A report by the Independent newspaper today revealed that a third of privately rented properties in the UK fail to meet the national Decent Home Standard (DHS) – the most basic health and safety measurement there is for housing standards.
Of that third, some 800,000 private rental properties fail to meet the generally accepted Category 1 standard, which relates to basic safety standards around equipment like boilers and electrics as well as hygiene issues relating to vermin.
The fact that around 1.4 million people are living in homes which are dangerous at the most fundamental level is shocking enough, but what I find staggering is that of the 800,000 properties which fall foul of nationally accepted standards of maintenance and repair, the vast majority will be managed by an estate or letting agent.
Most of the faults which relate to Category 1 standards are the sorts of things which should be entirely obvious on an initial or subsequent inspection and I can say categorically that at Property Wealth Management we simply wouldn’t take on a landlord with a property that didn’t meet a standard far higher than the minimum required by the DHS.
Which begs the question: which are the agents that do represent properties like this? Not only represent them, but actively house people in them knowing full well that in some cases they are deathtraps in waiting?
Have we learned nothing from Grenfell Tower and the other similar tragedies that have occurred in rented housing, whether privately- or publicly-owned? Is there no sense of moral imperative in lettings offices up and down the country which impels estate agents to challenge their landlords to make repairs and damn the cost – or face being jettisoned and reported to the appropriate authorities?
It’s not as though we’re talking about a loose floorboard here and a broken door there, after all. This is rudimentary the-wrong-thing-happens-and-you’re-dead stuff.
Aside from protecting tenants from the indifference that some landlords clearly have for health and safety, there are other issues to consider.
It’s very easy to find examples of property owners who have flagrantly ignored their legal responsibility for their tenants’ well-being; it’s very much harder to find examples of landlords who have taken great care to offer properties which show high levels of maintenance and safety.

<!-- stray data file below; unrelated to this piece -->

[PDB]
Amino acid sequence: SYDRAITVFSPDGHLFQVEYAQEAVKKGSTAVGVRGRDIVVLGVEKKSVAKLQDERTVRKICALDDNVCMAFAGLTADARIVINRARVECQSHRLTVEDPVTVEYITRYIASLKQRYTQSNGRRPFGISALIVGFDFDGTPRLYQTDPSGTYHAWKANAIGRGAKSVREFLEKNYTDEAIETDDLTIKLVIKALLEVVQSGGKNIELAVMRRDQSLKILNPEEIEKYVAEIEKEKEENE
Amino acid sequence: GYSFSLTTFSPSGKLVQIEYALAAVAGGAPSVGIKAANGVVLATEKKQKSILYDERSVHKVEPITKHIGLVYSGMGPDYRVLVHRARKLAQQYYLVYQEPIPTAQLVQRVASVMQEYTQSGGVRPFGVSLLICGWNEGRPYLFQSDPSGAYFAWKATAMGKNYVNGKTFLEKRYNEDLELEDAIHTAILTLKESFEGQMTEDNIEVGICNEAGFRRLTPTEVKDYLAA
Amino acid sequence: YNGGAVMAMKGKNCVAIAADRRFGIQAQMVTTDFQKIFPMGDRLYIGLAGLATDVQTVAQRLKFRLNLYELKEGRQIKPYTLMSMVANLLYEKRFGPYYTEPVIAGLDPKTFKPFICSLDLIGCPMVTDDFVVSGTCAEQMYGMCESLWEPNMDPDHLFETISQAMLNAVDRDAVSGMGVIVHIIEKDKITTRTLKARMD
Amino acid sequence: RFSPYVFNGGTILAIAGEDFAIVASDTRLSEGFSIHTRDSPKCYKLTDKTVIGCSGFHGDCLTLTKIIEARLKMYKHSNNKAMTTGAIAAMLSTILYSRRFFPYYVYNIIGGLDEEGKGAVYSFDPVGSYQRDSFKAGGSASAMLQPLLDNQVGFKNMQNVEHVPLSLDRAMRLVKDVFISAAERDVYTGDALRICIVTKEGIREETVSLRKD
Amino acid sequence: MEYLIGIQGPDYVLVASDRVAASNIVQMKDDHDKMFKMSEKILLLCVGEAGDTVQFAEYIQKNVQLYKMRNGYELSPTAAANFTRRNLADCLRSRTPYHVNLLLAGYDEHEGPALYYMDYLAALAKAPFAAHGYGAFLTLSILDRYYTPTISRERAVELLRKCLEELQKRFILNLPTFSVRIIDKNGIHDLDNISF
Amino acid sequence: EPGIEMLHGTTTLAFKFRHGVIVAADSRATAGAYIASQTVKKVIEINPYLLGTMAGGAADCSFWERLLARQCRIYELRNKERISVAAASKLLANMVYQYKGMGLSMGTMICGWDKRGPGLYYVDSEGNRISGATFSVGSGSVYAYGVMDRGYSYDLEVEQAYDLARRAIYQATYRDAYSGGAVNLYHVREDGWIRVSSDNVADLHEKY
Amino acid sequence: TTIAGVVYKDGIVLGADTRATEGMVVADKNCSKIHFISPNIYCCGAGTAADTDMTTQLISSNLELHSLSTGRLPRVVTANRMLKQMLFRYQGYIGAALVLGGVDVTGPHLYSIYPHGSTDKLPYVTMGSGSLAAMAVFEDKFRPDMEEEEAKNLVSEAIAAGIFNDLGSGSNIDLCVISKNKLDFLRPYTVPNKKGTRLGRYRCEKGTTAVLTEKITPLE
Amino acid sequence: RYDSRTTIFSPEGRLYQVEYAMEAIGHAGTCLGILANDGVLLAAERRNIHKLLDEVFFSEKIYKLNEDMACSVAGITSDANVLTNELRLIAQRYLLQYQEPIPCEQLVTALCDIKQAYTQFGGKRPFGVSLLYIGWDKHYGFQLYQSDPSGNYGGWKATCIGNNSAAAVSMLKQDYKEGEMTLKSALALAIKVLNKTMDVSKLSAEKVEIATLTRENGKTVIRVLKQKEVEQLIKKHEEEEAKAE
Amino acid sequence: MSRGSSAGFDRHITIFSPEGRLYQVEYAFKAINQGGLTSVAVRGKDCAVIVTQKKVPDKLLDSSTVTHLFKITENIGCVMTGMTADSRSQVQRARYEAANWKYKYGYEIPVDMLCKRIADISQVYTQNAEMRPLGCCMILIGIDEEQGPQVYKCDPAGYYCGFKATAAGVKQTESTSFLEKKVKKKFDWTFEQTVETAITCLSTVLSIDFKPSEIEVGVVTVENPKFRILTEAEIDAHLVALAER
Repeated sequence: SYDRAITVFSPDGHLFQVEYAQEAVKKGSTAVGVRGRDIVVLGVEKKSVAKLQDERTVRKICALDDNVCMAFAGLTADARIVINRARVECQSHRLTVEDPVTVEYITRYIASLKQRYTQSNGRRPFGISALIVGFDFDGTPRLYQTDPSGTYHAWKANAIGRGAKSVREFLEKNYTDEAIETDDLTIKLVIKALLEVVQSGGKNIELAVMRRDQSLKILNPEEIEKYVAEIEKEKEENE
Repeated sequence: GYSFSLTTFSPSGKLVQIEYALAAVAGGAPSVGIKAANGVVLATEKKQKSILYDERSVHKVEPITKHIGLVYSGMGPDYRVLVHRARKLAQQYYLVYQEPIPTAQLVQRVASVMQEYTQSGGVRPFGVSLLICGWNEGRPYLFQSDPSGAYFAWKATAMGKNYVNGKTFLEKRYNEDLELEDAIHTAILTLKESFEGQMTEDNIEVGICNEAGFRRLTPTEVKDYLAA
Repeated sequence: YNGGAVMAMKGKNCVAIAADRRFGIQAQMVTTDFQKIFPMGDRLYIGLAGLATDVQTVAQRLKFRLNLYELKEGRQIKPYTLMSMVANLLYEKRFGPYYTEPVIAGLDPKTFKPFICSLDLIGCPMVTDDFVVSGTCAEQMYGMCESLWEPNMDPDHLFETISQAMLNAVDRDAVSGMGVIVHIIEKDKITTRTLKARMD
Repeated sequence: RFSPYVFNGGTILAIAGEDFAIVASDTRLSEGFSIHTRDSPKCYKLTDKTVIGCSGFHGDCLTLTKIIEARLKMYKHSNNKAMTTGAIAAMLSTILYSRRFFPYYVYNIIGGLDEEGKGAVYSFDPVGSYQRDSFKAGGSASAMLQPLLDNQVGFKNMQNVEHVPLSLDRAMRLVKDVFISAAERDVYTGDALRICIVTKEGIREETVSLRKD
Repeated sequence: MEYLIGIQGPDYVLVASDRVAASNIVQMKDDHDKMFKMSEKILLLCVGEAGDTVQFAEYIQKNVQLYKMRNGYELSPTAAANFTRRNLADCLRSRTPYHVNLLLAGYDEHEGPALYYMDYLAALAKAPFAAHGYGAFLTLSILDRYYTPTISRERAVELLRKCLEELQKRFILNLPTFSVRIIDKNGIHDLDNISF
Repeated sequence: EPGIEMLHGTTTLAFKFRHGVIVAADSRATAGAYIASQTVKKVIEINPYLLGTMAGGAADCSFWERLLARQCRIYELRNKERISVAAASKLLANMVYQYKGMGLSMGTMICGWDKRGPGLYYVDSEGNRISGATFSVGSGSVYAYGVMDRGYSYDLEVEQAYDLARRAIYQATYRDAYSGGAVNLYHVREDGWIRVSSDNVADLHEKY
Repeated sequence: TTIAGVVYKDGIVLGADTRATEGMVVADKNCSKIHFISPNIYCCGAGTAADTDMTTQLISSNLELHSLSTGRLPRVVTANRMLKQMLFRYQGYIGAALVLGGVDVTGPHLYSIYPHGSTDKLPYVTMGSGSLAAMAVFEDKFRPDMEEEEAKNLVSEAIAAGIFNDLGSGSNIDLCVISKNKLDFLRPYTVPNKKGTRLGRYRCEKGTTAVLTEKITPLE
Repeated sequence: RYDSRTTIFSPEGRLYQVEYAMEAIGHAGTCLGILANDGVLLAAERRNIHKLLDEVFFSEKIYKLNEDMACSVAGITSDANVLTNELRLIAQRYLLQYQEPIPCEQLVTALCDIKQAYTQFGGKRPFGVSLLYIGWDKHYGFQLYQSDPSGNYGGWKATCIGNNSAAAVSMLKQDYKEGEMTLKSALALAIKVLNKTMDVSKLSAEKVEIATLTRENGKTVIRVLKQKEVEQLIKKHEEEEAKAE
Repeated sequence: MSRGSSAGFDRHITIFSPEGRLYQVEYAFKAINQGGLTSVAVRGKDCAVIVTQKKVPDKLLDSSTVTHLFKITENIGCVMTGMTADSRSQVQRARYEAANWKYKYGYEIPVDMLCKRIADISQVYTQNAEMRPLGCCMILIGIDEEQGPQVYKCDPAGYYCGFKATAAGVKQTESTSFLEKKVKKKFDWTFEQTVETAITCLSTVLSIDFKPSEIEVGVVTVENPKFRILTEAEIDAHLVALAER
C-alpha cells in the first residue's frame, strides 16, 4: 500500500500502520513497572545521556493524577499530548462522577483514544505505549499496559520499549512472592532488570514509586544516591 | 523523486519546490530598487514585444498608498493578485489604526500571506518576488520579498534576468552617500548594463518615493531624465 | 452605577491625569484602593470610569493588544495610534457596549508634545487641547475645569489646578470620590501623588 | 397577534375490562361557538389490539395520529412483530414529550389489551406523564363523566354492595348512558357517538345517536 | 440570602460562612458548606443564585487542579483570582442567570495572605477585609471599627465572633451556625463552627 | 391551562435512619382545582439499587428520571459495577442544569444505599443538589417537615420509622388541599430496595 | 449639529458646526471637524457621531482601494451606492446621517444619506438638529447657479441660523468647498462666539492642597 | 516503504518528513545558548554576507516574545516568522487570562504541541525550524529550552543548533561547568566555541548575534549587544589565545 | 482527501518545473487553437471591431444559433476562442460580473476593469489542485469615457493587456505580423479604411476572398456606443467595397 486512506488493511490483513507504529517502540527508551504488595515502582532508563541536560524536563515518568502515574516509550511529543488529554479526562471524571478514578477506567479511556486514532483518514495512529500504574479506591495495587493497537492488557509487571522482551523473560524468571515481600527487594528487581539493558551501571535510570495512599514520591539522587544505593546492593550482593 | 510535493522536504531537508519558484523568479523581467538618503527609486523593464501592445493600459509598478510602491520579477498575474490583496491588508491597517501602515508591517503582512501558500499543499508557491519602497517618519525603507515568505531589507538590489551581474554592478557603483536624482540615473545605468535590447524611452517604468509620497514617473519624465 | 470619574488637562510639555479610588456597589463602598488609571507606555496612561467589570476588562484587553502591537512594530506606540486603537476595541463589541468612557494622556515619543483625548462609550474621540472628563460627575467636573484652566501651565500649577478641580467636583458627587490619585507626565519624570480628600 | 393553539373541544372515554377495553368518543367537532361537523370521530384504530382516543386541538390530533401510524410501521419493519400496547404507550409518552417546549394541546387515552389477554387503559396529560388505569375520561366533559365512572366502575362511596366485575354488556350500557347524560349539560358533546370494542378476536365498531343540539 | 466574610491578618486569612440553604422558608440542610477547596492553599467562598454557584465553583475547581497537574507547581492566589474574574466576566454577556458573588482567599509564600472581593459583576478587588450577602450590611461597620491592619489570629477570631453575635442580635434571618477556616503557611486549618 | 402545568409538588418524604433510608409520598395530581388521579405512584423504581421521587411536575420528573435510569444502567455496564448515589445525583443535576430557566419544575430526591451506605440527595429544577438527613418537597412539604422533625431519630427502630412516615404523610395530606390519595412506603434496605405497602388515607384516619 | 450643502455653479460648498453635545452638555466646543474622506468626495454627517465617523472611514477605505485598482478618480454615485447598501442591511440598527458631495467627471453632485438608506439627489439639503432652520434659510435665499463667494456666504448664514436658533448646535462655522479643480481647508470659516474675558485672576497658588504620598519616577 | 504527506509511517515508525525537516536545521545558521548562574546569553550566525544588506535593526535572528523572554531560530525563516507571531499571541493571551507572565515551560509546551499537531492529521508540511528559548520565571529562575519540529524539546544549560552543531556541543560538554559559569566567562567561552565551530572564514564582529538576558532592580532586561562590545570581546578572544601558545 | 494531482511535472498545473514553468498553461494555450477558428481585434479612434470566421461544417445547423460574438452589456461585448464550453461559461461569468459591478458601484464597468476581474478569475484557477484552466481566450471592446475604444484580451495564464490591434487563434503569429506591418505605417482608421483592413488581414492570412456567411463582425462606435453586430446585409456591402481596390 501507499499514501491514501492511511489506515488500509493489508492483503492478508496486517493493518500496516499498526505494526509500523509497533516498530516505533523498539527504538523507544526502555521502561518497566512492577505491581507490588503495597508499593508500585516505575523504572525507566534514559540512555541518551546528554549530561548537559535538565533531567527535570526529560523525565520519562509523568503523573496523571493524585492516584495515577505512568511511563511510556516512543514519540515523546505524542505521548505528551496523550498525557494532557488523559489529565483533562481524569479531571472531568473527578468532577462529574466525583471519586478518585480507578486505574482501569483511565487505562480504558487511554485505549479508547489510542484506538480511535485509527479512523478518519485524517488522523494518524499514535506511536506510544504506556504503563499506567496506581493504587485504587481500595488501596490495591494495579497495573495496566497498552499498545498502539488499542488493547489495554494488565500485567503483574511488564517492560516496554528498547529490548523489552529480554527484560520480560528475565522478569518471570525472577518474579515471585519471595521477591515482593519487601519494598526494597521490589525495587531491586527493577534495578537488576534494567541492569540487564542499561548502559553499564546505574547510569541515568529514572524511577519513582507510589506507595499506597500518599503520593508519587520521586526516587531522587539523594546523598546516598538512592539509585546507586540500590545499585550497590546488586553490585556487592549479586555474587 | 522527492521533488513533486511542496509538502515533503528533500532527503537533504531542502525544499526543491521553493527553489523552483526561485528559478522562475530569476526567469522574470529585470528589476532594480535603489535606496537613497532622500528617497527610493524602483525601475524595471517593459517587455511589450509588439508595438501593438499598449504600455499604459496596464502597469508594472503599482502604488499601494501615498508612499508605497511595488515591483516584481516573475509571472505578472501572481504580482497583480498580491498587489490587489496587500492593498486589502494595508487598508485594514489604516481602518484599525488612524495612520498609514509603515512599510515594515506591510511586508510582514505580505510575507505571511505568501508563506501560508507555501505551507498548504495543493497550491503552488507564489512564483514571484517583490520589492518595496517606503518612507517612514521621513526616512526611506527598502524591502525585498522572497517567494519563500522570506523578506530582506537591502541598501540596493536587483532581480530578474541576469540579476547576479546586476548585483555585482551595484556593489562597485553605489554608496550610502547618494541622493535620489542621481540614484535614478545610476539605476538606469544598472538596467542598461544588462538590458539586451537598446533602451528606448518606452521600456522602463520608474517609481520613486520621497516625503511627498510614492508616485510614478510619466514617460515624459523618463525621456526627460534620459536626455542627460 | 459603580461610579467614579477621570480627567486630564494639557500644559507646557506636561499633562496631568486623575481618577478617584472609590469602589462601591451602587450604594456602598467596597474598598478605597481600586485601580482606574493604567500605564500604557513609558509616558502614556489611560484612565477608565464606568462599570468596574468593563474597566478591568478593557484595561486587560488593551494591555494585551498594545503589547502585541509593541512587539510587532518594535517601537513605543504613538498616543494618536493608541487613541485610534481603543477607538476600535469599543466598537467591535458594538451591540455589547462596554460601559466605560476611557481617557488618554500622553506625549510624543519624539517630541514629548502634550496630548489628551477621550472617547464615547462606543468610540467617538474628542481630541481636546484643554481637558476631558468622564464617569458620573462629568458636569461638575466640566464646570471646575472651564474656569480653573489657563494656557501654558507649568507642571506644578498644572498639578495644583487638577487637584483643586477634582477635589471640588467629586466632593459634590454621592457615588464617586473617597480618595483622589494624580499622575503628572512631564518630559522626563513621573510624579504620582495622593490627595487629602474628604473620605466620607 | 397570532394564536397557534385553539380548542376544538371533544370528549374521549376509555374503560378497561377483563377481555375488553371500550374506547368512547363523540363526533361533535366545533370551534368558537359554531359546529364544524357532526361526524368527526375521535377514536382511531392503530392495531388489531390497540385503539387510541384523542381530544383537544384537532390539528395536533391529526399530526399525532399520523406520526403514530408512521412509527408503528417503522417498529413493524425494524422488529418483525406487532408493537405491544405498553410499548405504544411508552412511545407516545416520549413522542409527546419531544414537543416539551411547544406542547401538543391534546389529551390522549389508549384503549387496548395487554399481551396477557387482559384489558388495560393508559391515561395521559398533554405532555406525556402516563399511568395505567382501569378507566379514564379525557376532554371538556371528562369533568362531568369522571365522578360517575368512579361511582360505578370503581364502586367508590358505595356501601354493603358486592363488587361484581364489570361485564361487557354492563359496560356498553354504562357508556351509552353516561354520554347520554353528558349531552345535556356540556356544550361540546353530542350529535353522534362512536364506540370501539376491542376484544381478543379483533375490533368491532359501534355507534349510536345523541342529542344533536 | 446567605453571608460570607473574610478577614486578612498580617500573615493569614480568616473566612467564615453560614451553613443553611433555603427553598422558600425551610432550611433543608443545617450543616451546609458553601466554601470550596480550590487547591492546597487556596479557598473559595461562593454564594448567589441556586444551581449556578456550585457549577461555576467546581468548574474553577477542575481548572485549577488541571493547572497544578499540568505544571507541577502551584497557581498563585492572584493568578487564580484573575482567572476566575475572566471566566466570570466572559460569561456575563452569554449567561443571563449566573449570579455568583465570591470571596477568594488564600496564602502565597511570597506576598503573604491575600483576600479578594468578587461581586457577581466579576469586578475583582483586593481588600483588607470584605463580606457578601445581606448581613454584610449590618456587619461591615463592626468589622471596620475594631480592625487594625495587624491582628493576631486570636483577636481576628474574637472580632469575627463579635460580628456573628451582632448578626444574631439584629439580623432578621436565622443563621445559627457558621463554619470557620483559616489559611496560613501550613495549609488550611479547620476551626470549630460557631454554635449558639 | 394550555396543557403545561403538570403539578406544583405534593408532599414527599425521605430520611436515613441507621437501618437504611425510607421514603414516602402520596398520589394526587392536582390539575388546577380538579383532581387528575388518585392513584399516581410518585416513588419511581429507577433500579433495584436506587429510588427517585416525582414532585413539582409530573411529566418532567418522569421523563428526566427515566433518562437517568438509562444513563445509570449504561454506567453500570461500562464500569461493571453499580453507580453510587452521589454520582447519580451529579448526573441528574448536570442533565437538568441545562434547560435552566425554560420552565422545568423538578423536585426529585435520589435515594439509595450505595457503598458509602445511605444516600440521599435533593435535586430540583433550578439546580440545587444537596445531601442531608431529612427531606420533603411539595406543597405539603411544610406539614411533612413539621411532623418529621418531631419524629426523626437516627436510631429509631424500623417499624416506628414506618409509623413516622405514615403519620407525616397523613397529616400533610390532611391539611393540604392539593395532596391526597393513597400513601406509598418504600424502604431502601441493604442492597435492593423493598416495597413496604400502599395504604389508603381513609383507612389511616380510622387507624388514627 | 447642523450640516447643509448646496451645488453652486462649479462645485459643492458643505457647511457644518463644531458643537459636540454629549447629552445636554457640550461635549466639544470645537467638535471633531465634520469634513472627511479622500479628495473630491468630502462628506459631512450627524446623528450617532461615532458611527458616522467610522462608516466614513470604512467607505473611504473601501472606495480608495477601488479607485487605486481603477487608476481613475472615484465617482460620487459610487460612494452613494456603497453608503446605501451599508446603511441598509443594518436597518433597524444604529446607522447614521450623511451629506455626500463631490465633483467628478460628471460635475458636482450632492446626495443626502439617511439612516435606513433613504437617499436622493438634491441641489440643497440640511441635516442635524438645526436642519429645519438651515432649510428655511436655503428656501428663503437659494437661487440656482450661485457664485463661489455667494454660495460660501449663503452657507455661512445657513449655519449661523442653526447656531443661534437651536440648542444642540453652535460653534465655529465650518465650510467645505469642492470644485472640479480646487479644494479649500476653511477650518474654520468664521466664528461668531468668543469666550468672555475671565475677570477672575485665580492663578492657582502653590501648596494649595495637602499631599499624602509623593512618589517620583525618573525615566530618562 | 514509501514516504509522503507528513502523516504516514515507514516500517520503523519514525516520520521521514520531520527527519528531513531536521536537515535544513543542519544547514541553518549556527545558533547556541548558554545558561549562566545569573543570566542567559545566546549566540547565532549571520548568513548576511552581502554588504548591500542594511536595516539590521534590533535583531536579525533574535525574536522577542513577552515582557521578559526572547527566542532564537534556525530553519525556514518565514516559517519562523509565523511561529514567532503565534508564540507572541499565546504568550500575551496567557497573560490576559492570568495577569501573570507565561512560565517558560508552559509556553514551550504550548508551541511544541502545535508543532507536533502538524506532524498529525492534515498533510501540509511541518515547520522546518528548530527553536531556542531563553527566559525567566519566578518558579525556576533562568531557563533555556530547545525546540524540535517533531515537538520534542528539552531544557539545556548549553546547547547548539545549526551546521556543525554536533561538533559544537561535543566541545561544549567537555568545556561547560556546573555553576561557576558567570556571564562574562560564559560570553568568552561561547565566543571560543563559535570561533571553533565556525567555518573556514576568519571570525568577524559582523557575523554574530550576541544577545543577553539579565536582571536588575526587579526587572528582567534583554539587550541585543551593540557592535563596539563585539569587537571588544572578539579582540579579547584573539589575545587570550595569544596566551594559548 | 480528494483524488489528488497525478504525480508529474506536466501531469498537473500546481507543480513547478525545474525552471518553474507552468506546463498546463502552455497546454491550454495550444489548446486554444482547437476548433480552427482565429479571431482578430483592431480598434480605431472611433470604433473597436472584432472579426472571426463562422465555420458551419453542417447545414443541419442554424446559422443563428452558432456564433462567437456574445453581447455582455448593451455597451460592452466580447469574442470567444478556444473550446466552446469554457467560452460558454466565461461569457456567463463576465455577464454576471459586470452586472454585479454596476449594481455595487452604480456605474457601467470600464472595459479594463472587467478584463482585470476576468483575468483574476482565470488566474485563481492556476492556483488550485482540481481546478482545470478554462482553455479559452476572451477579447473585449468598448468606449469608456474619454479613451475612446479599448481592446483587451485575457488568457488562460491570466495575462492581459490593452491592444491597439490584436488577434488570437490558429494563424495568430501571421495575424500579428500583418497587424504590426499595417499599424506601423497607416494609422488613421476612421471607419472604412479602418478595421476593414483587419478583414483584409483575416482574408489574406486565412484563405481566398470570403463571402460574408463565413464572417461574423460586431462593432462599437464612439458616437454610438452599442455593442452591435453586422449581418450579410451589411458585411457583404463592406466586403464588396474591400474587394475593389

So, when a lettings agent takes on a property that is the equivalent of a Russian roulette revolver, what they’re actually doing is perpetuating the prevailing myth that so-called slum landlords are in the majority when, in fact, the evidence gathered by The Independent shows that for every cowboy with a poorly-maintained property, there are two who’ve gone above and beyond their legal responsibility.
And, of course, mud sticks. So, when an agent signs up a dodgy property (and, in doing so, becomes a dodgy agent) they may well be creaming 12-15% commission into their tills, but they’re also reinforcing the image that too many people already have of estate agents as fat cats with their noses in the trough and all else be damned.
It’s not enough to say that the problem wasn’t in evidence when the property was originally inspected. Nor is it justifiable to lay all the blame at the door of the offending landlord, though in most cases he or she certainly deserves to be vilified for their inertia.
The agent has equal responsibility, morally if not legally, for the welfare of the tenants they place into a property. That requires a regular check of every property under their control. And that’s where the problem is, because often agencies are working with so many properties it becomes difficult to observe an inspection regime that picks up problems in need of urgent attention.
Tenants need also to take responsibility for their welfare. The Independent report makes no mention of how many of the 800,000 properties failing to meet Category 1 standards were the subject of a complaint by the tenant, but I’d be willing to bet the number is lower than you might think. And if the tenant can’t be bothered to make a formal request for work to be carried out – and to complain formally when it doesn’t happen – then they are equally responsible for the proliferation of rental homes that just aren’t fit for habitation.
This is why specialist property management services, like those we provide, are so important. The ability to report faults online to a company like ours 24 hours a day, 365 days a year means a landlord can’t wriggle away from their responsibility. And the tenant can see when action is – or isn’t – being taken, making them stakeholders in the process.
Because we manage the property and the tenancy, we work with our landlords to plan repairs and maintenance.
That has two benefits: it ensures there is an evolving programme that is manageable logistically and means the property is vacant for the shortest possible time; and it also means the landlord can budget over a period of time.
Many of the problems we see when we first inspect a property have less to do with landlord ambivalence and more to do with the fact the list of necessary works has built up over months or years and the bill is unaffordable.
Our approach also has further benefits for the landlord:
It means they have a much nicer property to offer the market, increasing rental value and yield and retaining good tenants for longer. And, crucially, it means their property – which is a capital investment and part of their overall wealth portfolio, is worth an awful lot more should they decide to cash in.Back